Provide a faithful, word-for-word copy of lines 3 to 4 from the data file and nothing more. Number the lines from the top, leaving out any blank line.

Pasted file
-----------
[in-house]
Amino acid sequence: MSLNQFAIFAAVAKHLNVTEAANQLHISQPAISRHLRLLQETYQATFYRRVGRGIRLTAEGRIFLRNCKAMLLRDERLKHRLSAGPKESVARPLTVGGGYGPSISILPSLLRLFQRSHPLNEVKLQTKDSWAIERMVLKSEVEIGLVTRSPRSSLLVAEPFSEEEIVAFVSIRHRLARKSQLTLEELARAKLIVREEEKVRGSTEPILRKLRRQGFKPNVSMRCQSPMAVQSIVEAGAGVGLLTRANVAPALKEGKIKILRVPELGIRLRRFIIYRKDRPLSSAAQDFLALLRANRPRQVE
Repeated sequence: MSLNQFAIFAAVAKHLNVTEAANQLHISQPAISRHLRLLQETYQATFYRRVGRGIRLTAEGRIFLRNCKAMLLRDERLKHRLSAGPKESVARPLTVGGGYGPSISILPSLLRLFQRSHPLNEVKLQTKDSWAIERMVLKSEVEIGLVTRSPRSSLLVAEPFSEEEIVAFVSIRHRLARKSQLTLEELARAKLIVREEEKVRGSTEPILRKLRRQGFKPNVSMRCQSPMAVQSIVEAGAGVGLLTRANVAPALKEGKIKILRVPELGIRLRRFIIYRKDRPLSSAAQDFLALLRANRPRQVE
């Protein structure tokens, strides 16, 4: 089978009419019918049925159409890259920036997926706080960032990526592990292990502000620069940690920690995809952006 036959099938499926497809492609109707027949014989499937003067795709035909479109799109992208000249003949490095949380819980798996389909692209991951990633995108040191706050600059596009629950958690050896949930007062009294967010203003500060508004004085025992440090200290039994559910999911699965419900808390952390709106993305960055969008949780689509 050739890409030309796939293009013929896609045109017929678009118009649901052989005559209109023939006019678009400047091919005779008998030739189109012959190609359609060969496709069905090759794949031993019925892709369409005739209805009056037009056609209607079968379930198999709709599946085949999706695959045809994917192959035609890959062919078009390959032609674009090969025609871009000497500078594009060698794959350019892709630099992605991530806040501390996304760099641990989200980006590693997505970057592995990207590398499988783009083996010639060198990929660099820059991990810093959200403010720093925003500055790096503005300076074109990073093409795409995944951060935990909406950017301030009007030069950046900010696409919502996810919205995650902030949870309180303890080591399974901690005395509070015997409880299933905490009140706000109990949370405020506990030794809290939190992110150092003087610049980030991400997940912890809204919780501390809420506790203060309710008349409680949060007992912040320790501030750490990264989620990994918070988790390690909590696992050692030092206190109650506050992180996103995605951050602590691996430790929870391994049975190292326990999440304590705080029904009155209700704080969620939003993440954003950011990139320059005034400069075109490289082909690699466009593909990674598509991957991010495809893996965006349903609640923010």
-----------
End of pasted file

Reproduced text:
Repeated sequence: MSLNQFAIFAAVAKHLNVTEAANQLHISQPAISRHLRLLQETYQATFYRRVGRGIRLTAEGRIFLRNCKAMLLRDERLKHRLSAGPKESVARPLTVGGGYGPSISILPSLLRLFQRSHPLNEVKLQTKDSWAIERMVLKSEVEIGLVTRSPRSSLLVAEPFSEEEIVAFVSIRHRLARKSQLTLEELARAKLIVREEEKVRGSTEPILRKLRRQGFKPNVSMRCQSPMAVQSIVEAGAGVGLLTRANVAPALKEGKIKILRVPELGIRLRRFIIYRKDRPLSSAAQDFLALLRANRPRQVE
């Protein structure tokens, strides 16, 4: 089978009419019918049925159409890259920036997926706080960032990526592990292990502000620069940690920690995809952006 036959099938499926497809492609109707027949014989499937003067795709035909479109799109992208000249003949490095949380819980798996389909692209991951990633995108040191706050600059596009629950958690050896949930007062009294967010203003500060508004004085025992440090200290039994559910999911699965419900808390952390709106993305960055969008949780689509 050739890409030309796939293009013929896609045109017929678009118009649901052989005559209109023939006019678009400047091919005779008998030739189109012959190609359609060969496709069905090759794949031993019925892709369409005739209805009056037009056609209607079968379930198999709709599946085949999706695959045809994917192959035609890959062919078009390959032609674009090969025609871009000497500078594009060698794959350019892709630099992605991530806040501390996304760099641990989200980006590693997505970057592995990207590398499988783009083996010639060198990929660099820059991990810093959200403010720093925003500055790096503005300076074109990073093409795409995944951060935990909406950017301030009007030069950046900010696409919502996810919205995650902030949870309180303890080591399974901690005395509070015997409880299933905490009140706000109990949370405020506990030794809290939190992110150092003087610049980030991400997940912890809204919780501390809420506790203060309710008349409680949060007992912040320790501030750490990264989620990994918070988790390690909590696992050692030092206190109650506050992180996103995605951050602590691996430790929870391994049975190292326990999440304590705080029904009155209700704080969620939003993440954003950011990139320059005034400069075109490289082909690699466009593909990674598509991957991010495809893996965006349903609640923010």